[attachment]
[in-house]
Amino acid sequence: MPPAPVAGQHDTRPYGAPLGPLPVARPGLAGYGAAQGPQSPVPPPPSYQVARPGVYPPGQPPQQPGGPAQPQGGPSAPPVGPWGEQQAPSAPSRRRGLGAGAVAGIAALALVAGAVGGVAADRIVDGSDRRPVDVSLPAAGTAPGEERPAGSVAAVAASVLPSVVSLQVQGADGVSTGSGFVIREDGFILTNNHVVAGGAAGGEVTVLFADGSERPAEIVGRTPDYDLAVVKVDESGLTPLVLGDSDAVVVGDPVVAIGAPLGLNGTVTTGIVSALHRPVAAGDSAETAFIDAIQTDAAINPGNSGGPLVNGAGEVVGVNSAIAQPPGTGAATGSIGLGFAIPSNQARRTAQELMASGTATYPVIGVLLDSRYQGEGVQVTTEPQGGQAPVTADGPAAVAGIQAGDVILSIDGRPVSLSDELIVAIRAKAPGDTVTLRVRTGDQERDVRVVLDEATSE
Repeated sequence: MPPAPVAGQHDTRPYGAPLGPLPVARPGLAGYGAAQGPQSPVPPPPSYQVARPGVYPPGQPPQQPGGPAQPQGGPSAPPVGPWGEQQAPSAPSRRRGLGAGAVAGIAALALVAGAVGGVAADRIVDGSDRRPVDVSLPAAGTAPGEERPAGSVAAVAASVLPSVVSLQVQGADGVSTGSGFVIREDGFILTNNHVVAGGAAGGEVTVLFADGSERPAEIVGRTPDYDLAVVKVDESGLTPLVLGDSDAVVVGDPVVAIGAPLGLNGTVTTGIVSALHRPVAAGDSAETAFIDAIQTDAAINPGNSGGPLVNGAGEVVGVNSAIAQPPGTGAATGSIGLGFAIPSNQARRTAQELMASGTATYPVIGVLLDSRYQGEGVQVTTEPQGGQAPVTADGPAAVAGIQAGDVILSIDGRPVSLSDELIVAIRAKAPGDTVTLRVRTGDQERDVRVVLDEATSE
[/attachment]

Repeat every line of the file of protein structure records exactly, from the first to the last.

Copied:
[in-house]
Amino acid sequence: MPPAPVAGQHDTRPYGAPLGPLPVARPGLAGYGAAQGPQSPVPPPPSYQVARPGVYPPGQPPQQPGGPAQPQGGPSAPPVGPWGEQQAPSAPSRRRGLGAGAVAGIAALALVAGAVGGVAADRIVDGSDRRPVDVSLPAAGTAPGEERPAGSVAAVAASVLPSVVSLQVQGADGVSTGSGFVIREDGFILTNNHVVAGGAAGGEVTVLFADGSERPAEIVGRTPDYDLAVVKVDESGLTPLVLGDSDAVVVGDPVVAIGAPLGLNGTVTTGIVSALHRPVAAGDSAETAFIDAIQTDAAINPGNSGGPLVNGAGEVVGVNSAIAQPPGTGAATGSIGLGFAIPSNQARRTAQELMASGTATYPVIGVLLDSRYQGEGVQVTTEPQGGQAPVTADGPAAVAGIQAGDVILSIDGRPVSLSDELIVAIRAKAPGDTVTLRVRTGDQERDVRVVLDEATSE
Repeated sequence: MPPAPVAGQHDTRPYGAPLGPLPVARPGLAGYGAAQGPQSPVPPPPSYQVARPGVYPPGQPPQQPGGPAQPQGGPSAPPVGPWGEQQAPSAPSRRRGLGAGAVAGIAALALVAGAVGGVAADRIVDGSDRRPVDVSLPAAGTAPGEERPAGSVAAVAASVLPSVVSLQVQGADGVSTGSGFVIREDGFILTNNHVVAGGAAGGEVTVLFADGSERPAEIVGRTPDYDLAVVKVDESGLTPLVLGDSDAVVVGDPVVAIGAPLGLNGTVTTGIVSALHRPVAAGDSAETAFIDAIQTDAAINPGNSGGPLVNGAGEVVGVNSAIAQPPGTGAATGSIGLGFAIPSNQARRTAQELMASGTATYPVIGVLLDSRYQGEGVQVTTEPQGGQAPVTADGPAAVAGIQAGDVILSIDGRPVSLSDELIVAIRAKAPGDTVTLRVRTGDQERDVRVVLDEATSE